Acute limb ischemia (ALI) arguably presents one of the most challenging problems that vascular surgeons face. The diagnosis is often clinical, but the etiology and appropriate treatment strategy are not always straightforward. A missed or delayed diagnosis can have grave consequences, such as limb loss or even death. Its estimated incidence is 1.5 cases per 10,000 people annually. Each patient’s physical examination will vary based on etiology, time of insult, and level of occlusion. This may range from asymptomatic to profound ischemia, depending on the presence of collateral flow ( Table 31.1 ). As a general rule, the severity of the ischemia typically determines the urgency and type of revascularization. While open surgery remains the gold standard, over the past couple decades, endovascular interventions have expanded and may eventually dominate the field. The purpose of this chapter is to describe the role, indications, and outcomes of endovascular interventions in patients presenting with lower extremity acute limb ischemia, primarily focusing on complications and strategies to avoid them.
|Salvageable if promptly treated||Minimal||None||Inaudible||Audible|
|Salvageable with immediate revascularization||Rest pain||Mild||Inaudible||Audible|
|Major tissue loss or permanent nerve damage||Anesthetic||Paralysis||Inaudible||Inaudible|
Acute Limb Ischemia Treatment Alternatives
The mainstay of treatment for ALI is expeditious prevention of clot propagation and reversal of ischemia. Anticoagulation is paramount and should be started immediately to prevent secondary thrombosis. Common practice is a bolus of 100 units/kg of unfractionated heparin (UFH) following by an infusion of 18 units/kg/h.
Class II and class III ischemia require immediate intervention, and patients should be transferred to a hospital with the full gamut of vascular options. Historically, class IIB ischemia is a criterion for open surgical intervention because it can restore perfusion more rapidly than traditional catheter-directed therapy (CDT). However, new studies suggest that advances in endovascular therapy, such as high-dose/accelerated CDT or pharmacomechanical thrombolysis (PMT), may offer times comparable to reperfusion as surgical therapy, which will be discussed later. (See Fig. 31.1 for the recommended ALI treatment algorithm.)
Computed tomography angiograms (CTA) may aid in a diagnosis and operative planning, but it is based on physician preference. It is our preference to reserve CTA for patients with diminished femoral pulses, complicated surgical history, or multiple bypasses.
Surgery versus Catheter Intervention
The debate between surgical revascularization and endovascular thrombolysis has been ongoing since the 1990s, with two randomized control trials (RCTs) serving as the foundation. Post hoc analysis of one of the RCTs—the Surgery versus Thrombolysis for Ischemia of the Lower Extremity (STILE) trial—concluded that in patients with symptoms of ischemia of 14 days or less had better amputation-free survival at 6 months with thrombolysis over surgery. In the Thrombolysis or Peripheral Arterial Surgery (TOPAS) trial, the rates of limb salvage and death were comparable. In both trials, the rates of hemorrhage and complications were higher in the thrombolysis groups. Despite no clear superiority in 30-day limb salvage or mortality, surgery continues to be performed 3–5 times more often than CDT, based on European and United States national registry data, and are likely secondary to the feared complications that will be discussed later in this chapter.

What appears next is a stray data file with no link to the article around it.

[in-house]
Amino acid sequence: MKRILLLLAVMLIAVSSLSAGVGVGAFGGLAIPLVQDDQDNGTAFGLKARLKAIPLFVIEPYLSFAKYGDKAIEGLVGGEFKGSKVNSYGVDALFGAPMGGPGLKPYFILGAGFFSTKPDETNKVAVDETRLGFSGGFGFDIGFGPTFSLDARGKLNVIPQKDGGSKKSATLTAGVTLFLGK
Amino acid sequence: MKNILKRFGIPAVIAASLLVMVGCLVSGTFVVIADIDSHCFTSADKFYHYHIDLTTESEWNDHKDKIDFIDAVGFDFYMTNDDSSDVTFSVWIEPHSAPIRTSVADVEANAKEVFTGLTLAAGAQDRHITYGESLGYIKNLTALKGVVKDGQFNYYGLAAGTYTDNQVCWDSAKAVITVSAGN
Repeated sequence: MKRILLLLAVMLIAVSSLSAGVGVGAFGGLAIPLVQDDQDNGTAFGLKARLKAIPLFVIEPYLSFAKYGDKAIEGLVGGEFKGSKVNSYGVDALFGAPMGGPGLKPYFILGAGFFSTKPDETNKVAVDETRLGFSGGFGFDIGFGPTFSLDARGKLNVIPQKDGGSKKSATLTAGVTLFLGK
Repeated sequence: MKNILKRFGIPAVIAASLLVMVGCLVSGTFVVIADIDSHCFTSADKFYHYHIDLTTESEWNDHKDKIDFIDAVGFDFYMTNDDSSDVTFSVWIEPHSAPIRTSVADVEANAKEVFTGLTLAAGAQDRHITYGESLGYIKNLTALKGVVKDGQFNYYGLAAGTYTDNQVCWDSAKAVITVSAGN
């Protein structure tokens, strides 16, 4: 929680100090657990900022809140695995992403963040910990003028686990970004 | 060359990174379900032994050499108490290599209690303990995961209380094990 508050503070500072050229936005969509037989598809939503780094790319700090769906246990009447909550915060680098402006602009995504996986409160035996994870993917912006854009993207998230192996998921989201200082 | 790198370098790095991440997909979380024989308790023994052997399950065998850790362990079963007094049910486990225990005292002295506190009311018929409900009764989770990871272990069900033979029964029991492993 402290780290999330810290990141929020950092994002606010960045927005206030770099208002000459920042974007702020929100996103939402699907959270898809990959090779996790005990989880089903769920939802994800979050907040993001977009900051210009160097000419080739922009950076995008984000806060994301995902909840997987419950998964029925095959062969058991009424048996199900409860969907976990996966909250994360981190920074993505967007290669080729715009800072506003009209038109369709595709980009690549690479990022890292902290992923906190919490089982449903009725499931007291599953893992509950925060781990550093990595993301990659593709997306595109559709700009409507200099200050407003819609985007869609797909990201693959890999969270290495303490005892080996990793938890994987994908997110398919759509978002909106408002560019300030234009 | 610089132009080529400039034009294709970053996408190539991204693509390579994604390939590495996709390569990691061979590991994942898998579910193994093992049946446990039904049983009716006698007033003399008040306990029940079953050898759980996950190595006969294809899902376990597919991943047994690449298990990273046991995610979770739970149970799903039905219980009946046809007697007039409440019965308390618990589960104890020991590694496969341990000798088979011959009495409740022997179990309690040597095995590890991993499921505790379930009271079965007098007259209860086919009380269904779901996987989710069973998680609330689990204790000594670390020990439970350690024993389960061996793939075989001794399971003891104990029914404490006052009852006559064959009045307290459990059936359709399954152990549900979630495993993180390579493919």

University of Pittsburgh Medical Center (UPMC) Experience
It is our practice to take most patients with aortoiliac and femoral occlusions for open thromboembolectomy. Postintervention angiogram is on a physician preference basis, but generally if back bleeding is poor, or there are concerns for advanced peripheral arterial disease, or there are no distal doppler signals, angiography is obtained. At this point, chronic disease can be treated either with endovascular means or open surgery, or if distal embolization is evident, a 2–4 mg bolus of recombinant-tPA (rtPA) can be used to lyse some of the occluded outflow. If the result remains unsatisfactory, however, popliteal or pedal cutdowns may be necessary.
The benefit of surgical intervention is expeditious revascularization, but the rapidity of reperfusion needs to be weighed against the complications seen with open surgery and the inability to clear smaller outflow vessels. In our experience, which is summarized in a 2015 retrospective review of open surgery versus endovascular therapy for ALI, 326 acute limbs (classes I–III ischemia) underwent open surgery with 87%–91% technical success, which was significantly higher than CDT or PMT. However, there was no difference in amputation rates and, compared with patients who were managed with endovascular techniques, surgical patients had significantly higher 30-day and 1-year mortality, wound infection, rethrombosis, fasciotomy, return to the OR, postoperative renal failure, and new hemodialysis rates. Additionally, their lengths of stay were also extended by an average of 3 days.
The principle behind CDT is the dissolution of clots to uncover the underlying lesion that caused thrombosis. Additionally, it offers the advantage of lysing both large and small arteries, potentially providing better run-off. The likelihood of successful reperfusion with CDT increases when the occlusion is less than 14 days old, the thrombus is easily crossed by a wire, the graft being lysed has been patent for at least 1 year, and if a culprit lesion is found and can be treated ( Fig. 31.2 ). In fact, one study reported a 2-year native vessel patency rate after lysis of 79% if a lesion was found and treated versus 9.8% if no lesion was found.
The authors’ practice is to access the contralateral femoral artery with a single puncture in a retrograde fashion, typically under ultrasound guidance in order to minimize the likelihood of puncture site hematomas. Diagnostic images are obtained to evaluate the extent of thrombosis and the quality of the outflow. After the extent of thrombosis is defined, a 4- or 5-French Cragg-McNamara (Covidien, Mansfield, Massachusetts) multi-side-hole catheter is embedded in the thrombus. If the clot extends into the tibial vessels, a ProStream (Covidien, Mansfield, Massachusetts) infusion wire is used in a coaxial manner ( Fig. 31.3 ). Although there is controversy over the dose and rate of thrombolytic delivery, the author uses a 2–4-mg bolus of rtPA followed by an infusion rate of 0.25–1.00 mg/h through each catheter. UFH at 500 units/h is infused through the sheath to prevent pericatheter thrombosis. Follow-up angiography is performed 6–12 hours later. During the follow-up angiogram, depending on the rate of clot clearance, the operator may opt to continue lysis by repositioning the catheters or finalize the procedure by ballooning or stenting uncovered lesions as needed.